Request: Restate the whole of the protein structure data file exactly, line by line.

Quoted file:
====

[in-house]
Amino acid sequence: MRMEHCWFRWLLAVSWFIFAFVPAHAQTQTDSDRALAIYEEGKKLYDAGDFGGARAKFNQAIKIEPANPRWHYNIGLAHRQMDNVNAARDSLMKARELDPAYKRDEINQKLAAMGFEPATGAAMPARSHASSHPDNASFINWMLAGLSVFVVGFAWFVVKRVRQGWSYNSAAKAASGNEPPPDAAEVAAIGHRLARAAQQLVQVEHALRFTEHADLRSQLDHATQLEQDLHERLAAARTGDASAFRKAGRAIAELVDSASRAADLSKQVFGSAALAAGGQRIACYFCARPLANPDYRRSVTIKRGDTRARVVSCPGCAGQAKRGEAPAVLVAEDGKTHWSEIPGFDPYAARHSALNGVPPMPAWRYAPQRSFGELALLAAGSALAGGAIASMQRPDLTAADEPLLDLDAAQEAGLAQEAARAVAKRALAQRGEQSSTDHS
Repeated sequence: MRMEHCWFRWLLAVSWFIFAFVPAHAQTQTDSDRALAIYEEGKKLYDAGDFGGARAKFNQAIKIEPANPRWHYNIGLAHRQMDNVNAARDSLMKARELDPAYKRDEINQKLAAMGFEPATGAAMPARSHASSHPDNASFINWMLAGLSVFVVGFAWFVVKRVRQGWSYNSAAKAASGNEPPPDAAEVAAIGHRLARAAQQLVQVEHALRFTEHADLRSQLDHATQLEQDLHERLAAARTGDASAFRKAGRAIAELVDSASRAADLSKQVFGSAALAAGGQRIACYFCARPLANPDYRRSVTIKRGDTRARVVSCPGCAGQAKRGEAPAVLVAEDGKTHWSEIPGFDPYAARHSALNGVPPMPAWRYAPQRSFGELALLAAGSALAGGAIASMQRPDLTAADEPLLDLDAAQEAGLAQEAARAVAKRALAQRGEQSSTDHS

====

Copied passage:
[in-house]
Amino acid sequence: MRMEHCWFRWLLAVSWFIFAFVPAHAQTQTDSDRALAIYEEGKKLYDAGDFGGARAKFNQAIKIEPANPRWHYNIGLAHRQMDNVNAARDSLMKARELDPAYKRDEINQKLAAMGFEPATGAAMPARSHASSHPDNASFINWMLAGLSVFVVGFAWFVVKRVRQGWSYNSAAKAASGNEPPPDAAEVAAIGHRLARAAQQLVQVEHALRFTEHADLRSQLDHATQLEQDLHERLAAARTGDASAFRKAGRAIAELVDSASRAADLSKQVFGSAALAAGGQRIACYFCARPLANPDYRRSVTIKRGDTRARVVSCPGCAGQAKRGEAPAVLVAEDGKTHWSEIPGFDPYAARHSALNGVPPMPAWRYAPQRSFGELALLAAGSALAGGAIASMQRPDLTAADEPLLDLDAAQEAGLAQEAARAVAKRALAQRGEQSSTDHS
Repeated sequence: MRMEHCWFRWLLAVSWFIFAFVPAHAQTQTDSDRALAIYEEGKKLYDAGDFGGARAKFNQAIKIEPANPRWHYNIGLAHRQMDNVNAARDSLMKARELDPAYKRDEINQKLAAMGFEPATGAAMPARSHASSHPDNASFINWMLAGLSVFVVGFAWFVVKRVRQGWSYNSAAKAASGNEPPPDAAEVAAIGHRLARAAQQLVQVEHALRFTEHADLRSQLDHATQLEQDLHERLAAARTGDASAFRKAGRAIAELVDSASRAADLSKQVFGSAALAAGGQRIACYFCARPLANPDYRRSVTIKRGDTRARVVSCPGCAGQAKRGEAPAVLVAEDGKTHWSEIPGFDPYAARHSALNGVPPMPAWRYAPQRSFGELALLAAGSALAGGAIASMQRPDLTAADEPLLDLDAAQEAGLAQEAARAVAKRALAQRGEQSSTDHS